Yudelman’s Store (Plumstead)

Yudelman's Lane, PlumsteadOpposite the Plumstead Methodist Church was Yudelman’s Store (circa 1905) one of the areas oldest two businesses (The other being Osman’s). This store stocked everything one could imagine – materials, groceries, animal feed, …. Everything was there. Today Yudelman’s Store has become The Village Square, from which the library operates; and where two of the areas respected businesses, Asher’s Pharmacy and PRO-PROP Property Consultants, trade today. PRO-PROP’s office stands were bags of grain and seed, and bales of lucerne and hay stood in Mr. Yudelmans one stop store for all the residents and farmers of the area. The lane that leads from Main Road to the library was known as Yudelman’s Lane.

In 1924 Plumstead Railway Station was the center of things at that time. There were only two railway lines and two platforms with a heavy footbridge, more or less where the subway is today, to cross from one to the other. The station was a wood and iron structure and had a books store , one of the few shops in Plumstead, which stocked newspapers, magazines, sweets, toys, pencils, and school exercise books.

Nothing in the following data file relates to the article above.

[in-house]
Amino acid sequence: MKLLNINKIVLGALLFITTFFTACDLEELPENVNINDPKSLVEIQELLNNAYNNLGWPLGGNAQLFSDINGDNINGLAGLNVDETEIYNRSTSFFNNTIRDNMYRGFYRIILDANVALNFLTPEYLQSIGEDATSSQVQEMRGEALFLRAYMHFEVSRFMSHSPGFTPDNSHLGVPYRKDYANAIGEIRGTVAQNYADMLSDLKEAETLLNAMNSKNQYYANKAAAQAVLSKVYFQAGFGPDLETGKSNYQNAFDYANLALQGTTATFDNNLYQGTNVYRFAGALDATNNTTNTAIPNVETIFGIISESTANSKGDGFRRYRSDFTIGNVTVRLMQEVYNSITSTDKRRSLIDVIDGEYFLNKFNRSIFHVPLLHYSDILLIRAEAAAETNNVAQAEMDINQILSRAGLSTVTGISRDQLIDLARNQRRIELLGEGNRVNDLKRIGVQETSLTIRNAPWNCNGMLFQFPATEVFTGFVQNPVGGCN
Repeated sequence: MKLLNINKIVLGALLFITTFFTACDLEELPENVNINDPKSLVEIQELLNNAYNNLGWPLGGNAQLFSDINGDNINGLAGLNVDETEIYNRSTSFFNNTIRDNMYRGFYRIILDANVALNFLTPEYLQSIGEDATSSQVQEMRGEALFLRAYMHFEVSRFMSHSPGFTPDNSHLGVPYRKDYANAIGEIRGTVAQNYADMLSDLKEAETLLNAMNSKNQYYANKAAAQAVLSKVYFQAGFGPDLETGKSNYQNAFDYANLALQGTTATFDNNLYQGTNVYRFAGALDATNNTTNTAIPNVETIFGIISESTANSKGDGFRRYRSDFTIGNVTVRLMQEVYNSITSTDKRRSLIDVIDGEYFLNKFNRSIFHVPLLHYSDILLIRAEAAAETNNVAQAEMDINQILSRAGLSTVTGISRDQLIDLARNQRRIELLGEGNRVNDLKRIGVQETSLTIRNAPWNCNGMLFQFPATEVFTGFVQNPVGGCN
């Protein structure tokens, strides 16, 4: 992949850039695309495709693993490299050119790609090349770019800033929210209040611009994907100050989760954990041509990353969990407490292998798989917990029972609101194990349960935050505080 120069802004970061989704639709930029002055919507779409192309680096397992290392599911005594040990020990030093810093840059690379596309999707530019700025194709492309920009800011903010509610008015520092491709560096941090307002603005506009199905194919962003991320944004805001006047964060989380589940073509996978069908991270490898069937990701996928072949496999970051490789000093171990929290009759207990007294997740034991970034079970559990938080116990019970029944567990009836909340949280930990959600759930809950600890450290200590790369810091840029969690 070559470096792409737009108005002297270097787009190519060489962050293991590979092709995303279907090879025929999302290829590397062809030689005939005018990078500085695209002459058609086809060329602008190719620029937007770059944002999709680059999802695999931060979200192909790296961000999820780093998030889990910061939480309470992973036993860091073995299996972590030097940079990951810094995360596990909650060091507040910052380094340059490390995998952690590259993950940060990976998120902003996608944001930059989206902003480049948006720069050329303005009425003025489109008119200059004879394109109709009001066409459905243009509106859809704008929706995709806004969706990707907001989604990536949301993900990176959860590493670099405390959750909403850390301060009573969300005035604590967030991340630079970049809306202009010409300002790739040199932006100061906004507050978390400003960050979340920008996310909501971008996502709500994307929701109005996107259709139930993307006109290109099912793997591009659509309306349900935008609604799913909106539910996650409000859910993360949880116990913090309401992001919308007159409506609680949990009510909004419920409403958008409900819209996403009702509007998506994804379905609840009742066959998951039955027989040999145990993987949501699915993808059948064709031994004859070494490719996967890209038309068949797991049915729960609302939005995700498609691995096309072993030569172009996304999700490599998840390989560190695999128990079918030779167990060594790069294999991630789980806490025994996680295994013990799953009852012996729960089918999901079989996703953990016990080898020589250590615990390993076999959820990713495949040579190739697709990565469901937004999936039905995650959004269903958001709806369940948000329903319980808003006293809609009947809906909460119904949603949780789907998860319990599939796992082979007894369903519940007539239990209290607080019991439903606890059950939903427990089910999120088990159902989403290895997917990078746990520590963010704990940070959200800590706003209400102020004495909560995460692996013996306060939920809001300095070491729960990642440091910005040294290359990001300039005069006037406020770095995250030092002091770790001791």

The large property on the right, traveling up Southfield Road to Main Road, was known as Culmwood. (Bounded by Southfield, Culm, Thornbury, and Exeter Roads). This land is now occupied by blocks of flats. The Plumstead Methodist Church extended right down to Gabriel Road and along to Brenda Road. Of interest was the wooden bridge over Main Road to reach the church.

The steam trains were few and far between as most trains turned at Wynberg. The coaches had separate compartments, each with its own doors. The return fare for the train to Wynberg was 4 pence for adults and 2 pence for children; and to Cape Town a shilling and three pence for adults and nine pence for children.

There was a level crossing at Southfield Road. Booms operated from the signal box nearby. Victoria Road had black wooden gates that were always open. On the corner of Main Road was a building with a green grocer, and later a shoemaker, which is now demolished. A stream ran through Plumstead on to Diep River.